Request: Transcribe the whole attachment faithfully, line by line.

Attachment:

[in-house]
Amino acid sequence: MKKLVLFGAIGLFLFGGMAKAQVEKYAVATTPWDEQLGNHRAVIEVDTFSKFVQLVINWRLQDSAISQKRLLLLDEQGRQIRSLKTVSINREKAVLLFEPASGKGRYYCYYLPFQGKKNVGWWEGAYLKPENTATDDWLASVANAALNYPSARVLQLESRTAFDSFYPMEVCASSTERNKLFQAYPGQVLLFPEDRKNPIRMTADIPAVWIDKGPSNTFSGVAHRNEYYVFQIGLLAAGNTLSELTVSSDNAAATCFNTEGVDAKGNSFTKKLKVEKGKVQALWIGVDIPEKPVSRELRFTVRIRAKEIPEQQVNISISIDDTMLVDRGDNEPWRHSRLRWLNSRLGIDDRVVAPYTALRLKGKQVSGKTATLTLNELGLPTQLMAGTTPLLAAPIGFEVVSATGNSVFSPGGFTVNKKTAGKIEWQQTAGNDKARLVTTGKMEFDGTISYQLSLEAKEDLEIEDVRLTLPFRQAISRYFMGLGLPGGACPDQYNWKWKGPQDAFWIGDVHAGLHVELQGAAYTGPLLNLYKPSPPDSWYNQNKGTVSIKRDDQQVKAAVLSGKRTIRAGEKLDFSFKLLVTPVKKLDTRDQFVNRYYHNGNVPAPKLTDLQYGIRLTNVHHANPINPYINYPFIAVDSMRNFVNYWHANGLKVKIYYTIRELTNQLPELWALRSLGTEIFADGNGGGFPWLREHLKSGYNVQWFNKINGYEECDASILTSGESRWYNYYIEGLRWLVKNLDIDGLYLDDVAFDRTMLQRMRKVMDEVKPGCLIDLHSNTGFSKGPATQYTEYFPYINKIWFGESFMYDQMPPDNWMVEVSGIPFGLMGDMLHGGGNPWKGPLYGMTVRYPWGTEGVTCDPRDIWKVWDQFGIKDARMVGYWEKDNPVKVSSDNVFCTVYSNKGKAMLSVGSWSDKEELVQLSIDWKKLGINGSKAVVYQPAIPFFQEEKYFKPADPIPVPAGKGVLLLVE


[in-house]
Amino acid sequence: MKKLVLFGAIGLFLFGGMAKAQVEKYAVATTPWDEQLGNHRAVIEVDTFSKFVQLVINWRLQDSAISQKRLLLLDEQGRQIRSLKTVSINREKAVLLFEPASGKGRYYCYYLPFQGKKNVGWWEGAYLKPENTATDDWLASVANAALNYPSARVLQLESRTAFDSFYPMEVCASSTERNKLFQAYPGQVLLFPEDRKNPIRMTADIPAVWIDKGPSNTFSGVAHRNEYYVFQIGLLAAGNTLSELTVSSDNAAATCFNTEGVDAKGNSFTKKLKVEKGKVQALWIGVDIPEKPVSRELRFTVRIRAKEIPEQQVNISISIDDTMLVDRGDNEPWRHSRLRWLNSRLGIDDRVVAPYTALRLKGKQVSGKTATLTLNELGLPTQLMAGTTPLLAAPIGFEVVSATGNSVFSPGGFTVNKKTAGKIEWQQTAGNDKARLVTTGKMEFDGTISYQLSLEAKEDLEIEDVRLTLPFRQAISRYFMGLGLPGGACPDQYNWKWKGPQDAFWIGDVHAGLHVELQGAAYTGPLLNLYKPSPPDSWYNQNKGTVSIKRDDQQVKAAVLSGKRTIRAGEKLDFSFKLLVTPVKKLDTRDQFVNRYYHNGNVPAPKLTDLQYGIRLTNVHHANPINPYINYPFIAVDSMRNFVNYWHANGLKVKIYYTIRELTNQLPELWALRSLGTEIFADGNGGGFPWLREHLKSGYNVQWFNKINGYEECDASILTSGESRWYNYYIEGLRWLVKNLDIDGLYLDDVAFDRTMLQRMRKVMDEVKPGCLIDLHSNTGFSKGPATQYTEYFPYINKIWFGESFMYDQMPPDNWMVEVSGIPFGLMGDMLHGGGNPWKGPLYGMTVRYPWGTEGVTCDPRDIWKVWDQFGIKDARMVGYWEKDNPVKVSSDNVFCTVYSNKGKAMLSVGSWSDKEELVQLSIDWKKLGINGSKAVVYQPAIPFFQEEKYFKPADPIPVPAGKGVLLLVE